A RETIRED Scottish engineer has claimed that Scotland is missing out on becoming the market leader in the $500 billion (£407bn) for smart grid technology.

Hugh Smeaton, who worked with Hewlett Packard before establishing engineering firm Fortronics in Fife in 1969, developed a smart grid system that detects network losses, which he said could have been marketed worldwide and been a lasting legacy for Scotland and the UK.

He said the system, known as a power line carrier (PLC), could dramatically reduce the percentage of network losses in the developing world’s low voltage networks, and reduce global carbon omissions to comply with the Paris Agreement on Climate Change. Smeaton said the system also had the potential to create employment for Scots at home and abroad.

“The crisis in climate change is in the developing world, not here. We went to Ghana and came back with a £1.4 million order for PLC-based smart meters,” he said.

“In Ghana their network losses were 30% – ours were 7% – so you have 20% of avoidable network losses and most of that is from electricity theft. When I developed the smart grid system I based it on tackling theft and now the UN have created a £500bn project voted through at the Climate Change Conference to tackle avoidable network losses.

“In the UK, I developed the technology to trace and tackle theft but a smart meter can’t provide the information to let me do it.”

Smeaton said the Department for Energy and Climate Change, which became part of the Department for Business, Energy and Industrial Strategy (BEIS) in 2016, specified smart meters which cannot compete in this market because they do not produce the required information, whereas his system does.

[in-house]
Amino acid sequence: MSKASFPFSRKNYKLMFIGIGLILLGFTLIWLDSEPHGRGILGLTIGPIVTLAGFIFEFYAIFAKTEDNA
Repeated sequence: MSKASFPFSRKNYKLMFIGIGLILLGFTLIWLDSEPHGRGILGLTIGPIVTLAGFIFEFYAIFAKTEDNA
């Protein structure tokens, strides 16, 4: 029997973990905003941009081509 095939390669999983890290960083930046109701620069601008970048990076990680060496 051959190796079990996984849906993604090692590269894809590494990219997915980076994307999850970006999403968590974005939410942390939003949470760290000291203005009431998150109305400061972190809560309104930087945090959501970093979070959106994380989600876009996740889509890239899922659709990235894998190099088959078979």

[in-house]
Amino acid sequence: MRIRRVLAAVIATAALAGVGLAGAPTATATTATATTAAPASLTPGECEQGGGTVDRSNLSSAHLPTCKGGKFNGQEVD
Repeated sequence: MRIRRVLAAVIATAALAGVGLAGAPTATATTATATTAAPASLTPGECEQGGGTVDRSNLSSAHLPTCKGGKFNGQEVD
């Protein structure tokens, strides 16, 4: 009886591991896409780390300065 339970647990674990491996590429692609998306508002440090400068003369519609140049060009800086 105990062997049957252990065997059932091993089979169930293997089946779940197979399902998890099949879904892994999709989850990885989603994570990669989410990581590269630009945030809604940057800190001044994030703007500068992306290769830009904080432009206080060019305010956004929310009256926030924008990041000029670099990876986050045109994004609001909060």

He said UK authorities had embargoed the use of a PLC system in any smart grid system here, leaving it unable to comply with the Paris Agreement.

“The failure to adopt a PLC system goes against David Cameron’s coalition Government’s pledge in 2010 to establish a smart grid,” said Smeaton.

“The continuing use of the current ‘rogue’ smart meters is contaminating the networks, as well as costing Scotland prestige, investment, and jobs ... Why are they doing this other than to protect the big suppliers, many of whose board members, directors and associates have, in the past, sat on Government and industry-funded committees to consider implementing a smart grid system for the UK?

“Consumers are the losers, still with the same high charges for their energy, whilst opportunities for UK engineers to work aboard bringing this system to the developing world are lost.

“Meanwhile, as we have seen this summer, climate change tightens its grip.”

Smeaton last year appealed to the Scottish Government to fund a smart grid demonstration at the Power Networks Demonstration Centre in Cumbernauld, which he said would have shown his PLC system in action and created a debate about smart meters.

“The Power Networks Demonstration Centre agreed to do it, when funding was established for its validation,” he added. “I even funded the patent myself, but it has all been in vain. The public need to become aware that they have been dramatically undersold when it comes to smart meters.”

A Scottish Government spokesperson said: “The smart meter programme itself is owned and led by the UK Government who have responsibility for the policy, regulatory and commercial framework that underpins the roll out of smart metering.”

A spokesperson for BEIS added: “Smart meters play an important role in Britain’s national energy infrastructure upgrade. They are designed to be used for various applications that help to support the transition to a cheaper, more efficient energy system.”